Telomere shortening in human diseases

Authors

  • Chiou Mee Kong,

    1. Department of Biochemistry, Yong Loo Lin School of Medicine, National University of Singapore, Singapore
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  • Xiao Wen Lee,

    1. Department of Biochemistry, Yong Loo Lin School of Medicine, National University of Singapore, Singapore
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  • Xueying Wang

    Corresponding author
    1. Department of Biochemistry, Yong Loo Lin School of Medicine, National University of Singapore, Singapore
    • Correspondence

      X. Wang, Department of Biochemistry, Yong Loo Lin School of Medicine, National University of Singapore, Centre for Translational Medicine, 14 Medical Drive, #10-01, Singapore 117599, Singapore

      Fax: +65 6779 1453

      Tel.: +65 6601 2360

      E-mail: bchwxy@nus.edu.sg

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  • Chiou Mee Kong and Xiao Wen Lee contributed equally to this work

Abstract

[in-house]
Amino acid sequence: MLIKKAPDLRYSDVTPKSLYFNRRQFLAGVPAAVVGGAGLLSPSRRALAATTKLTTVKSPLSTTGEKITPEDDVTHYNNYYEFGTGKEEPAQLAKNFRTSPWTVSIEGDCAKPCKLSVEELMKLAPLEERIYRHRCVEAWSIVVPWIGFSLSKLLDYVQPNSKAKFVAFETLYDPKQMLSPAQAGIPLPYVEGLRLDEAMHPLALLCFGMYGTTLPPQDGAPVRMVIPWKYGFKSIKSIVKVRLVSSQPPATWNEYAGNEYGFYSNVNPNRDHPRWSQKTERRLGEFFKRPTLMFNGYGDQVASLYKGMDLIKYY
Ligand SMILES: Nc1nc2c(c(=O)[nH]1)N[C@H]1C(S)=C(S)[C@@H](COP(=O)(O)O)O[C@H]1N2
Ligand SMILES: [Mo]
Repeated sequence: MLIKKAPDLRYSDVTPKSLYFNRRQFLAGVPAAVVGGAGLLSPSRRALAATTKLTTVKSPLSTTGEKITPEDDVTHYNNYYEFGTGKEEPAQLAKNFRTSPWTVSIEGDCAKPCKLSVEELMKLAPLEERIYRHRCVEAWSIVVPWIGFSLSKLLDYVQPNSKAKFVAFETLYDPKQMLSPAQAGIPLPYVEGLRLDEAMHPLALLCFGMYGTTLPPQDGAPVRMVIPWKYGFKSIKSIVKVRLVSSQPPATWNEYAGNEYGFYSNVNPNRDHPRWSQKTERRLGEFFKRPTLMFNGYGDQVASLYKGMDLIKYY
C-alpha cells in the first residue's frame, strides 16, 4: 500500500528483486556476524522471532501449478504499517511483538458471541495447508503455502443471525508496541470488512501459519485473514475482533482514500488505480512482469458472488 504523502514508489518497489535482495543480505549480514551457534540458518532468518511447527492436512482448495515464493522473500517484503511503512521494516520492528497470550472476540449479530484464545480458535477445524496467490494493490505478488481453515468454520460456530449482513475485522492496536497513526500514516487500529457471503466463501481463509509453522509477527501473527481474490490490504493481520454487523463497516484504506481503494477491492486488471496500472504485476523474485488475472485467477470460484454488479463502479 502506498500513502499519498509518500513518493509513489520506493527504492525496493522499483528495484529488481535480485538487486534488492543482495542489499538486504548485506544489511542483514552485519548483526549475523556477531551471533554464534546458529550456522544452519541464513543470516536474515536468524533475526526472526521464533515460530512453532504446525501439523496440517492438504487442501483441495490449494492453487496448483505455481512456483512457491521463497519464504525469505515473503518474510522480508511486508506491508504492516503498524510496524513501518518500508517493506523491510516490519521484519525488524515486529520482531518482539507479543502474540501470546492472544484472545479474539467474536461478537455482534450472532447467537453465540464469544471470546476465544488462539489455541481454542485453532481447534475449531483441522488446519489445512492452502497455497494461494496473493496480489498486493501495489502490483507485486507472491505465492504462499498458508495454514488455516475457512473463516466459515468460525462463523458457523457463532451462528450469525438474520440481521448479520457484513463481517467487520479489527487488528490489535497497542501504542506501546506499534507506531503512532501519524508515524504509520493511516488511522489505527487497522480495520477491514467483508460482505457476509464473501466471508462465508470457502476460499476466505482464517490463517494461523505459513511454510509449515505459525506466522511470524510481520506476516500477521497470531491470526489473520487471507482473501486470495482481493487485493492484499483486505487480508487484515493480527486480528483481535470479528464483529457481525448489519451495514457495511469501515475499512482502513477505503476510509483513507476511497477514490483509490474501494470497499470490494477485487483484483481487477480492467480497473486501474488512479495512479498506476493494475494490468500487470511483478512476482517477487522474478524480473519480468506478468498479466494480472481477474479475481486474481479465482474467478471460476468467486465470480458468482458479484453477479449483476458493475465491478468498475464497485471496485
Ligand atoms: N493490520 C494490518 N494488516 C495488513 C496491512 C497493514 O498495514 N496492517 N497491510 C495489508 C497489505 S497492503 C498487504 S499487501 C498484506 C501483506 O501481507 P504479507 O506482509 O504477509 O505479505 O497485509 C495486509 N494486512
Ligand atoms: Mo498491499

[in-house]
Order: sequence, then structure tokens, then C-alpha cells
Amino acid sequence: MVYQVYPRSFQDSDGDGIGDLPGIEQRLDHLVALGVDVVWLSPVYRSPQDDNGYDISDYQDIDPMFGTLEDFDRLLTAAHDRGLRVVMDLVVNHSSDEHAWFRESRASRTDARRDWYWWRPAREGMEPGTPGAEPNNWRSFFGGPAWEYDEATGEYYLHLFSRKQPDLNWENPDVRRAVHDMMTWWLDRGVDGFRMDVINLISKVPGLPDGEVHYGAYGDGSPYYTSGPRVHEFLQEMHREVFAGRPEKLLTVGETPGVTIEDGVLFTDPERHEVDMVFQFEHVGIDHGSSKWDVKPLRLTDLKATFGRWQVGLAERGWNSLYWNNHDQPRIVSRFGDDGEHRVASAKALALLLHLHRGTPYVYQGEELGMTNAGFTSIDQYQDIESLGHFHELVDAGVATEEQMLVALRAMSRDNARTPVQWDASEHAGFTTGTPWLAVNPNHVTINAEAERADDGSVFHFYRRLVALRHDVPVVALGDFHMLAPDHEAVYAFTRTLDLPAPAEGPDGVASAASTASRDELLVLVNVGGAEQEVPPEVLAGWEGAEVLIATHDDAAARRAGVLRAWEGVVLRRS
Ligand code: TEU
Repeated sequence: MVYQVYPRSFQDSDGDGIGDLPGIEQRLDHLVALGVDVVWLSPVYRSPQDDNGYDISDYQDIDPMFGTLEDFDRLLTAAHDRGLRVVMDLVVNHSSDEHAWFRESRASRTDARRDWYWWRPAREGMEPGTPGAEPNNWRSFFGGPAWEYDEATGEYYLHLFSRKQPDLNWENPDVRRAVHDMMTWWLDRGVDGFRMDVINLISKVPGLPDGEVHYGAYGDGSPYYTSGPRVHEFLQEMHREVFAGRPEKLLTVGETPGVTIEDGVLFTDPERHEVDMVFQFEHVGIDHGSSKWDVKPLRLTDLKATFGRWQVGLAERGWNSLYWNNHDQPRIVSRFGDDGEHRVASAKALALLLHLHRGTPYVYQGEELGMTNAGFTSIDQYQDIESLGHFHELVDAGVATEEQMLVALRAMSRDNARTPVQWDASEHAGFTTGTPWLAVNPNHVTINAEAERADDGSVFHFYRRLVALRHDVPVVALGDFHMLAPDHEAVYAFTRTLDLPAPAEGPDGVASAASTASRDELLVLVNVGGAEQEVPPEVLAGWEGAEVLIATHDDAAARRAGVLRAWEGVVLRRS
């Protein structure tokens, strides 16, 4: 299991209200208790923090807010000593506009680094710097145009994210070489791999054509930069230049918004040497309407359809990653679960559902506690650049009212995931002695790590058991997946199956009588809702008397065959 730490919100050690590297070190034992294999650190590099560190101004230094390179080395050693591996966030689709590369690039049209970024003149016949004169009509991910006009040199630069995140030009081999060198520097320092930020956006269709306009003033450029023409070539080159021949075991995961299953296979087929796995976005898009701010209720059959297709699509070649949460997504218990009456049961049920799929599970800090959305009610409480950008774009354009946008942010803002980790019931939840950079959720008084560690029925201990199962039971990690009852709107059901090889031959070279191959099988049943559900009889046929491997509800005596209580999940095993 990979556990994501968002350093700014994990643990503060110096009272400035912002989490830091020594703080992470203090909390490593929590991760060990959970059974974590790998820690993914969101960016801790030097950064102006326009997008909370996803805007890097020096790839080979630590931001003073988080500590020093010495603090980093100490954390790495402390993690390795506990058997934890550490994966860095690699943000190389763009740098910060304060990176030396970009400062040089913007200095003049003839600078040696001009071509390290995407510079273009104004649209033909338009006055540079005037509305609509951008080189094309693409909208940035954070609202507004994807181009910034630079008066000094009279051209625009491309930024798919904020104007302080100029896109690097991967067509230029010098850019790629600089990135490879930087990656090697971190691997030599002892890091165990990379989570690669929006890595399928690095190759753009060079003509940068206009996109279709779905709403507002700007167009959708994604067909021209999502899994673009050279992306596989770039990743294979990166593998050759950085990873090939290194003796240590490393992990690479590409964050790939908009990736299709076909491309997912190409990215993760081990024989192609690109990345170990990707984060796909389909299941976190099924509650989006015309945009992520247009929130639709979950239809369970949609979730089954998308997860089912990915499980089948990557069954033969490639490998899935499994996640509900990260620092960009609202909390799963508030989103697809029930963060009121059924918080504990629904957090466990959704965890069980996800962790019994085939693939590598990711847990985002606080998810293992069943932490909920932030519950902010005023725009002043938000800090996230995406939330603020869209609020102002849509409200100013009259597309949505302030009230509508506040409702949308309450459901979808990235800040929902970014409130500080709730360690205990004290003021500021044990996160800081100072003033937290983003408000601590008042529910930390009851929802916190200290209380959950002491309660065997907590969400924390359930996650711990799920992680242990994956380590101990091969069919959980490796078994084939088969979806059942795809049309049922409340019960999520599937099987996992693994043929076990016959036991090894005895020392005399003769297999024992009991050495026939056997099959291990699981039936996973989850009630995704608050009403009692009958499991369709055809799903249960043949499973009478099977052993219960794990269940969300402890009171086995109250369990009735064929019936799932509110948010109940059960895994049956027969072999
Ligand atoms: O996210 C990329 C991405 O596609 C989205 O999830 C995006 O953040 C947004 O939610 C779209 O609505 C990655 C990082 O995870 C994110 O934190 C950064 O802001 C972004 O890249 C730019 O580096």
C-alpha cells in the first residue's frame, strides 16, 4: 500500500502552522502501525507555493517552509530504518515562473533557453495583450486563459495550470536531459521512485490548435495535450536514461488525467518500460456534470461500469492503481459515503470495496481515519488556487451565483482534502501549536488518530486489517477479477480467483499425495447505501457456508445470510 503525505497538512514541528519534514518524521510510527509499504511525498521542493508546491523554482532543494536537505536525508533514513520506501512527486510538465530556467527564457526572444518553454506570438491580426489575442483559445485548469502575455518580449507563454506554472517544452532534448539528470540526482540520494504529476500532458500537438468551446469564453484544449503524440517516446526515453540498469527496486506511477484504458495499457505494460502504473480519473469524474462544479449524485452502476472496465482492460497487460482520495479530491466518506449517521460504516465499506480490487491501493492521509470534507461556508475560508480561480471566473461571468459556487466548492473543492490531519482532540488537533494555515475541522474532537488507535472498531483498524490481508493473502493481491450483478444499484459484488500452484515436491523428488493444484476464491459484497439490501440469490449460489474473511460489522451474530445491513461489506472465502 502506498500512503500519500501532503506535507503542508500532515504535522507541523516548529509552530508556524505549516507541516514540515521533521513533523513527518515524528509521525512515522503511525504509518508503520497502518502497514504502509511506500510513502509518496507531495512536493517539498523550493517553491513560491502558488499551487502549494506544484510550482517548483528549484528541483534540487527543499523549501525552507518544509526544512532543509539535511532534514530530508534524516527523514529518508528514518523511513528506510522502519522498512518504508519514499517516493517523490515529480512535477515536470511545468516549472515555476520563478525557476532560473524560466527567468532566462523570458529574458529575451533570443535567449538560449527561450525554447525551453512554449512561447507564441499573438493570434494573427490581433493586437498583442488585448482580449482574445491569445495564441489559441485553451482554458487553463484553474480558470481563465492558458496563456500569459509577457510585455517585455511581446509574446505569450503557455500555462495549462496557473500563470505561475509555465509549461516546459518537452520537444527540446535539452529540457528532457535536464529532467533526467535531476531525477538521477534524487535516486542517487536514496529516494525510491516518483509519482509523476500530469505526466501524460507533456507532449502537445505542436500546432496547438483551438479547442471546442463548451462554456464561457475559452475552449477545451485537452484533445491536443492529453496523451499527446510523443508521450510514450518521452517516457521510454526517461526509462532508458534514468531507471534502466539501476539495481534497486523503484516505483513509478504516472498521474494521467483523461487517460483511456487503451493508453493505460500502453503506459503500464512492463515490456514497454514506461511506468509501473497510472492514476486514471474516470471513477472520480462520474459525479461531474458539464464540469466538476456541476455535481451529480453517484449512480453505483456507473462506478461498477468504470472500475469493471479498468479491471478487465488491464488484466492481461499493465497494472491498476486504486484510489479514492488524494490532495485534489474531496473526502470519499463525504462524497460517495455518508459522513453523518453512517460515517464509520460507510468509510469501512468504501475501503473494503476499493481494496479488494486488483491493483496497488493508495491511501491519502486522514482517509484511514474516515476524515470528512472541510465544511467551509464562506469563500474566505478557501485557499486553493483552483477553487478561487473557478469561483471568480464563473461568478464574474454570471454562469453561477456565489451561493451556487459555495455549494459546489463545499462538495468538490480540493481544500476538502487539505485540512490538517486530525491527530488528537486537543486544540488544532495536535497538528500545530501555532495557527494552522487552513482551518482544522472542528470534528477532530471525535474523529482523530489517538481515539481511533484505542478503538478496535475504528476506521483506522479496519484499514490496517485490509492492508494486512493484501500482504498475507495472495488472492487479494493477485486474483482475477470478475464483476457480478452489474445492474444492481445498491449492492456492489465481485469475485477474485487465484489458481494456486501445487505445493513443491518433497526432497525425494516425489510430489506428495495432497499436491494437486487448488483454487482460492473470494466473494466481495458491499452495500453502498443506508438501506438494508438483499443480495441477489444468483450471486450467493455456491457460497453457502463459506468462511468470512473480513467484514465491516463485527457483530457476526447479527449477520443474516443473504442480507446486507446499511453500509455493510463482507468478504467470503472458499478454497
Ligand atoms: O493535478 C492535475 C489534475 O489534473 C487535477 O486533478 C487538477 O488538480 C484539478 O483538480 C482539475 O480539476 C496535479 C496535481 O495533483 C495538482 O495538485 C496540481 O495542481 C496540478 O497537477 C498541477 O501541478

The discovery of telomeres dates back to the early 20th century. In humans, telomeres are heterochromatic structures with tandem DNA repeats of 5′-TTAGGG-3′ at the chromosomal ends. Telomere length varies greatly among species and ranges from 10 to 15 kb in humans. With each cell division, telomeres shorten progressively because of the ‘end-replication problem’. Short or dysfunctional telomeres are often recognized as DNA DSBs, triggering cell-cycle arrest and result in cellular senescence or apoptotic cell death. Therefore, telomere shortening serves as an important tumor-suppressive mechanism by limiting cellular proliferative capacity by regulating senescence checkpoint activation. Although telomeres serve as a mitotic clock to cells, they also confer capping on chromosomes, with help from telomere-associated proteins. Over the past decades, many studies of telomere biology have demonstrated that telomeres and telomere-associated proteins are implicated in human genetic diseases. In addition, it has become more apparent that accelerated telomere erosion is associated with a myriad of metabolic and inflammatory diseases. Moreover, critically short or unprotected telomeres are likely to form telomeric fusions, leading to genomic instability, the cornerstone for carcinogenesis. In light of these, this minireview summarizes studies on telomeres and telomere-associated proteins in human diseases. Elucidating the roles of telomeres involved in the mechanisms underlying pathogenesis of these diseases may open up new possibilities for novel molecular targets as well as provide important diagnostic and therapeutic implications.

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